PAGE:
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Greek and Latin medical words

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    Greek and Latin medical words

    I was just thinking that it would be helpful to many people here to know the meaning of Latin and Greek words that are used in medical words:

    Here are some:

    theo- (god), oligo- (few), artio- (even number), helio- (sun), hagio- (saint)
    -gony (origin), -poly (selling), -dactyl (toes or fingers), -latry (worship), -graphy (writing)


    Here are some Greek origins, with examples:

    Stoma = opening or mouth
    Ostomy = an artificial opening made into an organ
    Tetra = four
    Tetraplegia = paralysis effecting all four limbs
    Pluera = side, rib
    Pluerisy = inflammation of the out layer of the lungs
    Pneuma = air, breathe
    Pneumonia = infection and accumulation of secretions in the lungs
    Derma = skin
    Dematome = area of skin innervated by a single nerve root
    Kardia = heart
    Osteon = bone
    a or an = without, none
    areflexic = without reflexes
    Dys = bad, difficult, defective
    Dyspnea = difficult breathing
    Hyper = over, above, excessive
    Hypertension = high blood pressure
    Hypo = under, below, insufficient
    Hypotension = low blood pressure
    Para = near, alongside, apart from, abnormal
    Parathyroid = small glands on either side of the thyroid
    Paraplegia = like a stroke, near to a stroke (the original meaning)
    Peri = about or around
    Perianal = the area around the anus
    Pro = before, forward, in advance
    Prophylactic = preventive, advance protection
    -itis = inflammation
    Appendicitis = inflammation of the appendix
    -oma = swelling or tumor
    -oid = resemblance to
    Typhoid = like typhus
    Xyphoid = swordlike tip of the breast bone
    Gyne = female, woman
    Hema, Hemat = pertaining to blood
    Hematoma = collection of blood outside a blood vessel
    Hematuria = blood in the urine
    Nephro = kidney
    Nephrologist = kidney specialist
    Hydro = water
    Hydronephrosis = distention of the ureter with urine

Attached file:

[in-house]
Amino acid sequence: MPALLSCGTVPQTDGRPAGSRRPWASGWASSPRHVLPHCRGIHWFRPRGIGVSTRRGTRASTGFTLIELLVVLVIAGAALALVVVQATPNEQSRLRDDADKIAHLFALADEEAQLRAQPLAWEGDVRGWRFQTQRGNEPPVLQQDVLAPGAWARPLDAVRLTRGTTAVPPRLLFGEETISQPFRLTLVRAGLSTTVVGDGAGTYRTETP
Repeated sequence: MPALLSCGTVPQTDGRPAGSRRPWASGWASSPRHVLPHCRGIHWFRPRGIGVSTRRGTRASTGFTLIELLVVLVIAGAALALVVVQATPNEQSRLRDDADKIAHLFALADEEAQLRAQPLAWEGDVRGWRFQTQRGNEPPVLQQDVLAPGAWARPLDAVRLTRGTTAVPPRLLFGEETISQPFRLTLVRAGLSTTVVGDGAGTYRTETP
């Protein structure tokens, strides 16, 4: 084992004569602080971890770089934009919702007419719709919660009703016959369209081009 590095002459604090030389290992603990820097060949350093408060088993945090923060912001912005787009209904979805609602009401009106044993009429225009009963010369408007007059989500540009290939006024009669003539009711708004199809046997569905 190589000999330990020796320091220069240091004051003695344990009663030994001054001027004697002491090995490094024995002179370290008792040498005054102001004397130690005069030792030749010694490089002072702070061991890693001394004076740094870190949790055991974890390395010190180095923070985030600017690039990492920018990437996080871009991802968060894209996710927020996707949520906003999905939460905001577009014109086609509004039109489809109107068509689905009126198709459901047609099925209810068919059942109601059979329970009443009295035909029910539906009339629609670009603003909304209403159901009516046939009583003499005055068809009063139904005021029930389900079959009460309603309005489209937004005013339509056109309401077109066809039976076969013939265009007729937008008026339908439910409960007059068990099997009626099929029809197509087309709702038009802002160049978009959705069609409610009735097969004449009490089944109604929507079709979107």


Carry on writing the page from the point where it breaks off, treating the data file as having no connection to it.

Litho = stone
    Lithotrysy = crushing or shattering of a kidney stone
    My, Myo = muscle
    Myalgia = pain in the muscle
    Myocardio = pertaining to the heart muscle
    Pod = foot
    Pyo = pus
    Pyleonephritis = infection of the kidney with pus (white blood cell) production
    Leuko =
    Leukocyte = white blood cell
    Oligo = few, little
    Oligouria = insufficient production of urine
    Oligodendrocyte = a cell in the brain that makes myelin
    Plasty = form, repair
    Plastic surgeon
    Rhinoplasty = nose job
    -rrhea = flow
    Rhinorrhea (runny nose)
    These are Latin:

    Meatus = opening
    Urinary meatus = opening of the urethra
    Pulmo = lung
    Cervix = neck

    Caries = decay
    Dental caries = cavities
    Ambi = both, both sides
    Ambidextrous = can use right or left hand equally
    Ante = before, in front of
    Antepartum = before birth
    Antecubital = the front (or inside) of the elbow
    Bi = both, double, twice
    Bilateral = both sides
    Bicuspid = tooth or valve having two points
    Supra = above, upon, over, upper
    Suprapubic = above the pubic bone
    Here is an interesting article:

    The SCI-Nurses are advanced practice nurses specializing in SCI/D care. They are available to answer questions, provide education, and make suggestions which you should always discuss with your physician/primary health care provider before implementing. Medical diagnosis is not provided, nor do the SCI-Nurses provide nursing or medical care through their responses on the CareCure forums.


      I love the amount of words that can be formed using Latin and Greek prefixes and suffixes. They're remarkable languages.